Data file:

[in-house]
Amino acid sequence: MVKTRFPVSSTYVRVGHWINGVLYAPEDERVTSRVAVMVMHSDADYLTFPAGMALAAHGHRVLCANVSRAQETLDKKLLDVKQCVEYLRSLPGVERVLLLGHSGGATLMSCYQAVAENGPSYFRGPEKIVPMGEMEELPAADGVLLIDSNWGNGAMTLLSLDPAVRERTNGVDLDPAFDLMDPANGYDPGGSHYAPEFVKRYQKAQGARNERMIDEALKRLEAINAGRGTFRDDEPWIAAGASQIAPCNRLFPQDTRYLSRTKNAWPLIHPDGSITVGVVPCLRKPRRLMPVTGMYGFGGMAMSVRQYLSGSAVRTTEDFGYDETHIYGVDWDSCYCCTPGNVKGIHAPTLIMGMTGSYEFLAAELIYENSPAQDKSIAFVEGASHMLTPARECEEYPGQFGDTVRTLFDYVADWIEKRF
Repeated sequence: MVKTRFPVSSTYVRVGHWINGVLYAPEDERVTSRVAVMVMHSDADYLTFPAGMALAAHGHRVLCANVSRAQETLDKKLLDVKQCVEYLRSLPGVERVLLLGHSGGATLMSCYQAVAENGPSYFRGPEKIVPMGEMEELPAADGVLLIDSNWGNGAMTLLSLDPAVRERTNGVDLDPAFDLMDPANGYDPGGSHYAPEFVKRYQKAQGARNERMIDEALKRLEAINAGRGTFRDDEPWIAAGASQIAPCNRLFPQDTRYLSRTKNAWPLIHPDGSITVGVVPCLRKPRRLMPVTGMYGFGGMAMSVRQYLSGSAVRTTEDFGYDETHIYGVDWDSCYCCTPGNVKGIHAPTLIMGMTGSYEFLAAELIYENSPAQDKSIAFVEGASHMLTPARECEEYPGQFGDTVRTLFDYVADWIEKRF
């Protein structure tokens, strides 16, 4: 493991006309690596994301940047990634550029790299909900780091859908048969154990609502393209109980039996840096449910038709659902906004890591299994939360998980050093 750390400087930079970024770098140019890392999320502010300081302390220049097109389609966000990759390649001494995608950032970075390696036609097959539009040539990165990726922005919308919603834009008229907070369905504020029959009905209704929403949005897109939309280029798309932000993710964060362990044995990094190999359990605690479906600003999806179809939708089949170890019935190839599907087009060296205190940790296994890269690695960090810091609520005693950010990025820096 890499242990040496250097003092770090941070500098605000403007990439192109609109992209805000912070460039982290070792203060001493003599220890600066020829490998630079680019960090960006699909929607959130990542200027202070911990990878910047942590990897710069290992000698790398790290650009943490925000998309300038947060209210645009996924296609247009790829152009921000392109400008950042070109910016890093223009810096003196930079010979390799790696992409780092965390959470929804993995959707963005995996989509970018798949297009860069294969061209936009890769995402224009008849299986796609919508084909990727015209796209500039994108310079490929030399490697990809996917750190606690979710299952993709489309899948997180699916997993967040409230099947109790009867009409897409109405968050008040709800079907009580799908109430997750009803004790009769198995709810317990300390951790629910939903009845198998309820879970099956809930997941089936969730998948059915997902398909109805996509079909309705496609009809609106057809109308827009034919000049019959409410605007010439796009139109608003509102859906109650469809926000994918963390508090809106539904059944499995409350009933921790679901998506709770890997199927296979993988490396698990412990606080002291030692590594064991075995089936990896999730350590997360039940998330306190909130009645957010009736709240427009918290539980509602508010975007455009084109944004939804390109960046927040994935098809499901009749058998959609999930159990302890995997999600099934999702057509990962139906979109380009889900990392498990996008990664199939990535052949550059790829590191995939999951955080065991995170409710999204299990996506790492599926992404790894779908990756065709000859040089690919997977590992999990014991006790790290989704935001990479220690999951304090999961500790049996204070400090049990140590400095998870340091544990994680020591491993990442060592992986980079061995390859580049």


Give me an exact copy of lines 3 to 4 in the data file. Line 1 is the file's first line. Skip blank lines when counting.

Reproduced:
Repeated sequence: MVKTRFPVSSTYVRVGHWINGVLYAPEDERVTSRVAVMVMHSDADYLTFPAGMALAAHGHRVLCANVSRAQETLDKKLLDVKQCVEYLRSLPGVERVLLLGHSGGATLMSCYQAVAENGPSYFRGPEKIVPMGEMEELPAADGVLLIDSNWGNGAMTLLSLDPAVRERTNGVDLDPAFDLMDPANGYDPGGSHYAPEFVKRYQKAQGARNERMIDEALKRLEAINAGRGTFRDDEPWIAAGASQIAPCNRLFPQDTRYLSRTKNAWPLIHPDGSITVGVVPCLRKPRRLMPVTGMYGFGGMAMSVRQYLSGSAVRTTEDFGYDETHIYGVDWDSCYCCTPGNVKGIHAPTLIMGMTGSYEFLAAELIYENSPAQDKSIAFVEGASHMLTPARECEEYPGQFGDTVRTLFDYVADWIEKRF
């Protein structure tokens, strides 16, 4: 493991006309690596994301940047990634550029790299909900780091859908048969154990609502393209109980039996840096449910038709659902906004890591299994939360998980050093 750390400087930079970024770098140019890392999320502010300081302390220049097109389609966000990759390649001494995608950032970075390696036609097959539009040539990165990726922005919308919603834009008229907070369905504020029959009905209704929403949005897109939309280029798309932000993710964060362990044995990094190999359990605690479906600003999806179809939708089949170890019935190839599907087009060296205190940790296994890269690695960090810091609520005693950010990025820096 890499242990040496250097003092770090941070500098605000403007990439192109609109992209805000912070460039982290070792203060001493003599220890600066020829490998630079680019960090960006699909929607959130990542200027202070911990990878910047942590990897710069290992000698790398790290650009943490925000998309300038947060209210645009996924296609247009790829152009921000392109400008950042070109910016890093223009810096003196930079010979390799790696992409780092965390959470929804993995959707963005995996989509970018798949297009860069294969061209936009890769995402224009008849299986796609919508084909990727015209796209500039994108310079490929030399490697990809996917750190606690979710299952993709489309899948997180699916997993967040409230099947109790009867009409897409109405968050008040709800079907009580799908109430997750009803004790009769198995709810317990300390951790629910939903009845198998309820879970099956809930997941089936969730998948059915997902398909109805996509079909309705496609009809609106057809109308827009034919000049019959409410605007010439796009139109608003509102859906109650469809926000994918963390508090809106539904059944499995409350009933921790679901998506709770890997199927296979993988490396698990412990606080002291030692590594064991075995089936990896999730350590997360039940998330306190909130009645957010009736709240427009918290539980509602508010975007455009084109944004939804390109960046927040994935098809499901009749058998959609999930159990302890995997999600099934999702057509990962139906979109380009889900990392498990996008990664199939990535052949550059790829590191995939999951955080065991995170409710999204299990996506790492599926992404790894779908990756065709000859040089690919997977590992999990014991006790790290989704935001990479220690999951304090999961500790049996204070400090049990140590400095998870340091544990994680020591491993990442060592992986980079061995390859580049």